PubDate: 2017-09-02T17:25:36Z
      DOI: 10.1016/j.jbankfin.2017.07.005
      Issue No: Vol. 84 (2017)
       
  • Government ownership and exposure to political uncertainty: Evidence from
           China
    • Authors: Zhengyi Zhou
      Pages: 152 - 165
      Abstract: Publication date: November 2017
      Source:Journal of Banking & Finance, Volume 84
      Author(s): Zhengyi Zhou
      The government of China started its anti-corruption campaign in December 2012. Since then, more than 600 government officials have been investigated. We regard the investigations involving senior officials as signals of increased political uncertainty. Focusing on these events, we study how firms’ exposure to political uncertainty varies with government ownership. It is found that the stock performance of private firms is worse on the event days than in normal times, whereas state-owned enterprises (SOEs) suffer less from the events. Moreover, the event-day effects are not quickly reversed in the post-event periods. Among SOEs, the negative impact of the events also decreases with government ownership. The evidence indicates that government ownership mitigates firms’ exposure to political uncertainty.

      PubDate: 2017-09-02T17:25:36Z
      DOI: 10.1016/j.jbankfin.2017.08.001
      Issue No: Vol. 84 (2017)
       
  • Risk-sharing, market imperfections, asset prices: Evidence from China’s
           stock market liberalization
    • Authors: Marc K. Chan; Simon Kwok
      Pages: 166 - 187
      Abstract: Publication date: November 2017
      Source:Journal of Banking & Finance, Volume 84
      Author(s): Marc K. Chan, Simon Kwok
      We examine the roles of risk-sharing and other factors in stock price revaluation during a recent liberalization episode in China. Consistent with the theoretical prediction that liberalizations reduce systematic risk, we find that risk-sharing explains approximately one-fourth of the price revaluation of investible stocks during the eight-month window between reform announcement and implementation. The firm-specific information generated by the reform is more efficiently priced into stocks that have a higher degree of market liquidity, information transparency, and informed trading.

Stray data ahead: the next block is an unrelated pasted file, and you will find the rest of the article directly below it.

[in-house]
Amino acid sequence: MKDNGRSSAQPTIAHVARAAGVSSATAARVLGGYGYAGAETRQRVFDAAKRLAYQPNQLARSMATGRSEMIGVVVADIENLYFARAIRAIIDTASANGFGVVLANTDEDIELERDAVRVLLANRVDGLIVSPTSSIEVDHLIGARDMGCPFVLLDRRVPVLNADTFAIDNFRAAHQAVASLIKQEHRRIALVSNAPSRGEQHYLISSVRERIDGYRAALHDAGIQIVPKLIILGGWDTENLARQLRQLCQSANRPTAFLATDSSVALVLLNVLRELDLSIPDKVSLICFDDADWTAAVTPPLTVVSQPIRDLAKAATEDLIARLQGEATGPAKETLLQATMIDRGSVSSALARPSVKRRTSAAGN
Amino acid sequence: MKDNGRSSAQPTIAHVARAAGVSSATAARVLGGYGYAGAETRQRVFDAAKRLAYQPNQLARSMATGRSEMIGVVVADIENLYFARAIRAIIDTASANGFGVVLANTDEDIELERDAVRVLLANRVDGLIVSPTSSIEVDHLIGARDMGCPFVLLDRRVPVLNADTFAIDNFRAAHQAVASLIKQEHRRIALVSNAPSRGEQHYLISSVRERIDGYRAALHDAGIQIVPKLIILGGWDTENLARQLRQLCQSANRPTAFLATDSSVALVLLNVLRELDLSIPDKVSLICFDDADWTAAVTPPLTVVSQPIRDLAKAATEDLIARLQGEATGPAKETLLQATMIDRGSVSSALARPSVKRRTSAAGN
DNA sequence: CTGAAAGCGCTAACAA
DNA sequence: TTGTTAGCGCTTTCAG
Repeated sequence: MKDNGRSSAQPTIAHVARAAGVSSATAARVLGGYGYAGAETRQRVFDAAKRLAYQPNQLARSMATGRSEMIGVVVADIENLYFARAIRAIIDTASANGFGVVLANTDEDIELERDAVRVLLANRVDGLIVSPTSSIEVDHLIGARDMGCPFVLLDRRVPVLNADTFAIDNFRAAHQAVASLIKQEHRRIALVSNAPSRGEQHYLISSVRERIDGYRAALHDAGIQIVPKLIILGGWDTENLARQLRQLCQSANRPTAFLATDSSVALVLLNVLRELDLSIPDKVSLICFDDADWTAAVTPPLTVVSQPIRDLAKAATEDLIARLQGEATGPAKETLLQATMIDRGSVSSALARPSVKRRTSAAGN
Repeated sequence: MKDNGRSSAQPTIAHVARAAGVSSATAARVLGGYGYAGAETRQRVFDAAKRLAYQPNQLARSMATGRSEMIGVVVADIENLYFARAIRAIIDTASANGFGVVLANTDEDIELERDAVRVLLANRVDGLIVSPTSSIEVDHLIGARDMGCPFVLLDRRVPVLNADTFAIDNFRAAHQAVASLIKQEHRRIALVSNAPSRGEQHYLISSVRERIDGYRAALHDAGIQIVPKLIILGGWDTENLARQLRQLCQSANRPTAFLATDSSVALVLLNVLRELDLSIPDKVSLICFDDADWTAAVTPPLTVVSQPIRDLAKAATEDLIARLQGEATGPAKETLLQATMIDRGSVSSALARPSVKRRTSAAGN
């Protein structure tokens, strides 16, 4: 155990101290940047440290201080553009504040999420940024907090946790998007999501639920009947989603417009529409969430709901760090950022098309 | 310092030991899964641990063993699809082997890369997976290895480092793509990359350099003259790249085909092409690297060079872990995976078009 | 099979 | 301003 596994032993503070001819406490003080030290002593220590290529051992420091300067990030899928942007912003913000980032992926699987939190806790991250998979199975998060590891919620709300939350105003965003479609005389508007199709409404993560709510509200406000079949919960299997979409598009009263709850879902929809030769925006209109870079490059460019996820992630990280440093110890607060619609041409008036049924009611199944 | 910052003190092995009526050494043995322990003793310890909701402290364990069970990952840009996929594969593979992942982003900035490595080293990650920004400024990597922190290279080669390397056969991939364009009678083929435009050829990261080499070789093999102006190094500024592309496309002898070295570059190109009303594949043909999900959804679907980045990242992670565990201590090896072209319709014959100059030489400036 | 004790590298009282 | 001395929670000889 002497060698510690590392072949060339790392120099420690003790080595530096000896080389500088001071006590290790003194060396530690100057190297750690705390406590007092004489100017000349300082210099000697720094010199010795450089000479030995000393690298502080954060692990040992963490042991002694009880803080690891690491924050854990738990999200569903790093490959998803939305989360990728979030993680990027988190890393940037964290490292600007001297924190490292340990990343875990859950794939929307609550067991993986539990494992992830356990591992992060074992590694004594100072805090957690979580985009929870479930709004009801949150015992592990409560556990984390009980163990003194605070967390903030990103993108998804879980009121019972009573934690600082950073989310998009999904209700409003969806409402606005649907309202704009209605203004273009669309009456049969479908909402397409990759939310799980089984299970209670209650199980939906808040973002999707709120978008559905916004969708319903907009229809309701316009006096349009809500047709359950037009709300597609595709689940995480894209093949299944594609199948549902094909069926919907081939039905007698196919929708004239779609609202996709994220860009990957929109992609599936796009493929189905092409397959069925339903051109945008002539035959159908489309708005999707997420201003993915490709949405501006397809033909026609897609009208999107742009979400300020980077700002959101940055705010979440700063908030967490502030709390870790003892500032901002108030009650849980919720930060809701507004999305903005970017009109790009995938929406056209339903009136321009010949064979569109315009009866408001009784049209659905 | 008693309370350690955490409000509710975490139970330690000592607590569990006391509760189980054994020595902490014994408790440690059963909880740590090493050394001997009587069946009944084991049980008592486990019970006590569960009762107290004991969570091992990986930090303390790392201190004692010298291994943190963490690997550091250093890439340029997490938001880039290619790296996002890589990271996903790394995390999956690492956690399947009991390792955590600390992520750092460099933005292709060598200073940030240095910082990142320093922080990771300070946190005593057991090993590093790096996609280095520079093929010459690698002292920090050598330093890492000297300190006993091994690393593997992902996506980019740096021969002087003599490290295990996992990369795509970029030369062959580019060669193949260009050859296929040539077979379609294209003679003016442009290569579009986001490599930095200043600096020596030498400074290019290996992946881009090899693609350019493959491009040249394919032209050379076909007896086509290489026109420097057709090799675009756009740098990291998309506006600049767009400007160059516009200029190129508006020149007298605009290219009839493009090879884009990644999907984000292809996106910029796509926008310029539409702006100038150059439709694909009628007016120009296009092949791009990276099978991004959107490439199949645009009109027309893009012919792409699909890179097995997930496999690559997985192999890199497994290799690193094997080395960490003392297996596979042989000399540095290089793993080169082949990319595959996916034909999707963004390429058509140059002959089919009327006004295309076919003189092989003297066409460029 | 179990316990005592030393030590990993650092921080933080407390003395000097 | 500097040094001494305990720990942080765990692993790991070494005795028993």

PubDate: 2017-09-02T17:25:36Z
      DOI: 10.1016/j.jbankfin.2017.06.003
      Issue No: Vol. 84 (2017)
       
  • Out-of-sample equity premium predictability and sample
           split–invariant inference
    • Authors: Gueorgui I. Kolev; Rasa Karapandza
      Pages: 188 - 201
      Abstract: Publication date: November 2017
      Source:Journal of Banking & Finance, Volume 84
      Author(s): Gueorgui I. Kolev, Rasa Karapandza
      For a comprehensive set of 21 equity premium predictors we find extreme variation in out-of-sample predictability results depending on the choice of the sample split date. To resolve this issue we propose reporting in graphical form the out-of-sample predictability criteria for every possible sample split, and two out-of-sample tests that are invariant to the sample split choice. We provide Monte Carlo evidence that our bootstrap-based inference is valid. The in-sample, and the sample split invariant out-of-sample mean and maximum tests that we propose, are in broad agreement. Finally we demonstrate how one can construct sample split invariant out-of-sample predictability tests that simultaneously control for data mining across many variables.

      PubDate: 2017-09-02T17:25:36Z
      DOI: 10.1016/j.jbankfin.2016.07.017
      Issue No: Vol. 84 (2017)
       
  • Risky lending: Does bank corporate governance matter'
    • Authors: Olubunmi Faleye; Karthik Krishnan